Network Working Group R. Salz
Internet-Draft Akamai Technologies
Intended status: Best Current Practice July 08, 2016
Expires: January 9, 2017

No MTI Crypto without Public Review


Cryptography is becoming more important to the IETF and its protocols, and more IETF protocols are using, or looking at, cryptography to increase privacy on the Internet [RFC7258].

This document specifies a proposed best practice for any mechanism (or data format) that uses cryptography; namely, that RFCs cannot specify an algorithm as mandatory-to-implement (MTI) unless that algorithm has had reasonable public review. This document also “sketches out” a rough definition around what such a review would look like.

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This Internet-Draft will expire on January 9, 2017.

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Table of Contents

1. Terminology

The key words “MUST”, “MUST NOT”, “REQUIRED”, “SHALL”, “SHALL NOT”, “SHOULD”, “SHOULD NOT”, “RECOMMENDED”, “MAY”, and “OPTIONAL” in this document are to be interpreted as described in RFC 2119 [RFC2119].

The term mandatory to implement (MTI) is used in this document to describe a cryptographic algorithm that is listed as a MUST in an RFC.

The term “snake oil” is used as a pejorative for something which appears to do its job acceptably, but actually does not; see It is a goal of the IETF that we never be misled into being, or mistakenly taken as, snake oil salesman.

2. Introduction

Cryptography is becoming more important to the IETF and its protocols, and more IETF protocols are using, or looking at, cryptography to increase privacy on the Internet [RFC7258].

This document specifies a proposed best practice for any protocol (or data format) that uses cryptography. Namely, that such RFCs cannot specify an algorithm as mandatory-to-implement (MTI) unless that algorithm has had reasonable public review. This document also “sketches out” a rough definition around what such a review would look like.

3. Why is Cryptography Hard?

Cryptography is hard because it is not like traditional IETF protocol deployments. In this classic situation, if one party implements a protocol incorrectly, it usually becomes obvious as interoperability suffers or completely fails. But with cryptography, one party can have implementation defects, or known exploitable weaknesses, that expose the entire communication stream to an attacker. Open source and code reviews are not a panacea here, but using only widely-accepted cryptographic mechanisms (e.g., avoiding facilities like will reduce the attack surface.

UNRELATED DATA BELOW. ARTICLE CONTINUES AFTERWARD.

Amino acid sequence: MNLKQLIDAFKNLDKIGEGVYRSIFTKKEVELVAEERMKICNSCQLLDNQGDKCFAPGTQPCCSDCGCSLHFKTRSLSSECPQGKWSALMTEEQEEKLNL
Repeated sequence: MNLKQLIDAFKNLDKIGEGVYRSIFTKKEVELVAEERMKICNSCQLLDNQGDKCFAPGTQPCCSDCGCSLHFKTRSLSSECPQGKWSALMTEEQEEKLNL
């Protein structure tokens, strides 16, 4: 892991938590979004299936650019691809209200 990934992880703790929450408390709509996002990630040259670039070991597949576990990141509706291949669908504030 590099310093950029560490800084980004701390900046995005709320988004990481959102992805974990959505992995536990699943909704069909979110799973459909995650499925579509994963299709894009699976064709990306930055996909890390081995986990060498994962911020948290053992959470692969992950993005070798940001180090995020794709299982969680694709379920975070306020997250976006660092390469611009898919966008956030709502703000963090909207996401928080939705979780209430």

Cryptography is hard because subtle design characteristics can have disastrous consequences. For example, the US Digital Signature Algorithm requires the random nonce to be protected and never re-used. If those requirements are not met, the private key can be leaked.

Cryptography is hard because adversaries design new attacks and refine existing ones. Attacks get better over time; they never get worse. For example, it is now de riguer to protect against CPU timing attacks, even when the device is only viewable over a network. A recent paper [acoustic] (XXX reference) can identify a private key if your smartphone is just laid next to an innocuous charging device. We understand power differential attacks, timing attacks, and perhaps cache line attacks; we now have to think about RFI emissions from our phone.

Cryptography is hard because the order of operations can matter. It is not intuitively obvious to most developers, which should come first among signing, compression and encryption. This issues was first raised in Spring of 2001 [davis] but was only addressed in TLS by [RFC7366] more than a dozen years later.

Getting the cryptography right is important because the Internet, and therefore the work of the IETF, has become a tempting target for all types of attackers, from individual “script kiddies,” through criminal commercial botnet and phishing ventures, up to national-scale adversaries operating on behalf of their nation-state.

4. Things to avoid

“Sunlight is said to be the best of disinfectants; electric light the most efficient policeman.” – Louis Brandeis, Other People’s Money and How Bankers Use it, first published as a set of articles in Harper’s Weekly in 1914.

Cryptography that is developed in private, such as among an industry consortium is a bad idea. Notable examples of this include: